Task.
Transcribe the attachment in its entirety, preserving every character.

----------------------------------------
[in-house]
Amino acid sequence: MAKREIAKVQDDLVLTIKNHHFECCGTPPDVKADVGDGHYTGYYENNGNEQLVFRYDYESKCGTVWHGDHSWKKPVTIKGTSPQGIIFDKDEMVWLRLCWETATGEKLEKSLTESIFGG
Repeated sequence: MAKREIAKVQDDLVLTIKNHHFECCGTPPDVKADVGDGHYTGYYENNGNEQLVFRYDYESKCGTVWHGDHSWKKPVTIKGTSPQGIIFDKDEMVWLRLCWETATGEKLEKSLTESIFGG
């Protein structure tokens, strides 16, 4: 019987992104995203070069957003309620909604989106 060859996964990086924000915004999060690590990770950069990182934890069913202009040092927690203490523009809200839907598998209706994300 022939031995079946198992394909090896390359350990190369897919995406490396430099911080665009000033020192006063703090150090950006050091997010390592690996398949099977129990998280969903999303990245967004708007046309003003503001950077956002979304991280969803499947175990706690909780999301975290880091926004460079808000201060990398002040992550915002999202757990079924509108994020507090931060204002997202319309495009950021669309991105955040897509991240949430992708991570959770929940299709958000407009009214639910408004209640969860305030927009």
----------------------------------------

[in-house]
Amino acid sequence: MAKREIAKVQDDLVLTIKNHHFECCGTPPDVKADVGDGHYTGYYENNGNEQLVFRYDYESKCGTVWHGDHSWKKPVTIKGTSPQGIIFDKDEMVWLRLCWETATGEKLEKSLTESIFGG
Repeated sequence: MAKREIAKVQDDLVLTIKNHHFECCGTPPDVKADVGDGHYTGYYENNGNEQLVFRYDYESKCGTVWHGDHSWKKPVTIKGTSPQGIIFDKDEMVWLRLCWETATGEKLEKSLTESIFGG
């Protein structure tokens, strides 16, 4: 019987992104995203070069957003309620909604989106 060859996964990086924000915004999060690590990770950069990182934890069913202009040092927690203490523009809200839907598998209706994300 022939031995079946198992394909090896390359350990190369897919995406490396430099911080665009000033020192006063703090150090950006050091997010390592690996398949099977129990998280969903999303990245967004708007046309003003503001950077956002979304991280969803499947175990706690909780999301975290880091926004460079808000201060990398002040992550915002999202757990079924509108994020507090931060204002997202319309495009950021669309991105955040897509991240949430992708991570959770929940299709958000407009009214639910408004209640969860305030927009």